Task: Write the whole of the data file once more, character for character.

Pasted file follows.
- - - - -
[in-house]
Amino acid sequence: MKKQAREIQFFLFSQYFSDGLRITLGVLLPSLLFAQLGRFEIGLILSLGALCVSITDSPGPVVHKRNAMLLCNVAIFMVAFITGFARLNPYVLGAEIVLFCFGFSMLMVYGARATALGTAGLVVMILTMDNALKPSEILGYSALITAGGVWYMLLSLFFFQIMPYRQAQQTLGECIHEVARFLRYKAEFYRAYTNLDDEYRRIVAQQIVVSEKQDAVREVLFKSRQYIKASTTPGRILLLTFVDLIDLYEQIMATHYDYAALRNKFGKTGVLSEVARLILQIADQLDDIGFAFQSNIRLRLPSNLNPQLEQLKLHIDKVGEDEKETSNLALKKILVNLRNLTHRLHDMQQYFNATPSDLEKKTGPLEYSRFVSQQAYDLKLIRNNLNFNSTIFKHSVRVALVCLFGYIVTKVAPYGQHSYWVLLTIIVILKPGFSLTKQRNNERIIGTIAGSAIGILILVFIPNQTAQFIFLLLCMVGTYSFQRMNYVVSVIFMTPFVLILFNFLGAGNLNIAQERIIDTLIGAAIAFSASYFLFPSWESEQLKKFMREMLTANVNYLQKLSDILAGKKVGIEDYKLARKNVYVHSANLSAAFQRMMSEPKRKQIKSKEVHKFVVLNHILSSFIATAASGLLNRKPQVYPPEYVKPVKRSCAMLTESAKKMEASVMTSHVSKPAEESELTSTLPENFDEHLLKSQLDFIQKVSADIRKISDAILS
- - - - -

[in-house]
Amino acid sequence: MKKQAREIQFFLFSQYFSDGLRITLGVLLPSLLFAQLGRFEIGLILSLGALCVSITDSPGPVVHKRNAMLLCNVAIFMVAFITGFARLNPYVLGAEIVLFCFGFSMLMVYGARATALGTAGLVVMILTMDNALKPSEILGYSALITAGGVWYMLLSLFFFQIMPYRQAQQTLGECIHEVARFLRYKAEFYRAYTNLDDEYRRIVAQQIVVSEKQDAVREVLFKSRQYIKASTTPGRILLLTFVDLIDLYEQIMATHYDYAALRNKFGKTGVLSEVARLILQIADQLDDIGFAFQSNIRLRLPSNLNPQLEQLKLHIDKVGEDEKETSNLALKKILVNLRNLTHRLHDMQQYFNATPSDLEKKTGPLEYSRFVSQQAYDLKLIRNNLNFNSTIFKHSVRVALVCLFGYIVTKVAPYGQHSYWVLLTIIVILKPGFSLTKQRNNERIIGTIAGSAIGILILVFIPNQTAQFIFLLLCMVGTYSFQRMNYVVSVIFMTPFVLILFNFLGAGNLNIAQERIIDTLIGAAIAFSASYFLFPSWESEQLKKFMREMLTANVNYLQKLSDILAGKKVGIEDYKLARKNVYVHSANLSAAFQRMMSEPKRKQIKSKEVHKFVVLNHILSSFIATAASGLLNRKPQVYPPEYVKPVKRSCAMLTESAKKMEASVMTSHVSKPAEESELTSTLPENFDEHLLKSQLDFIQKVSADIRKISDAILS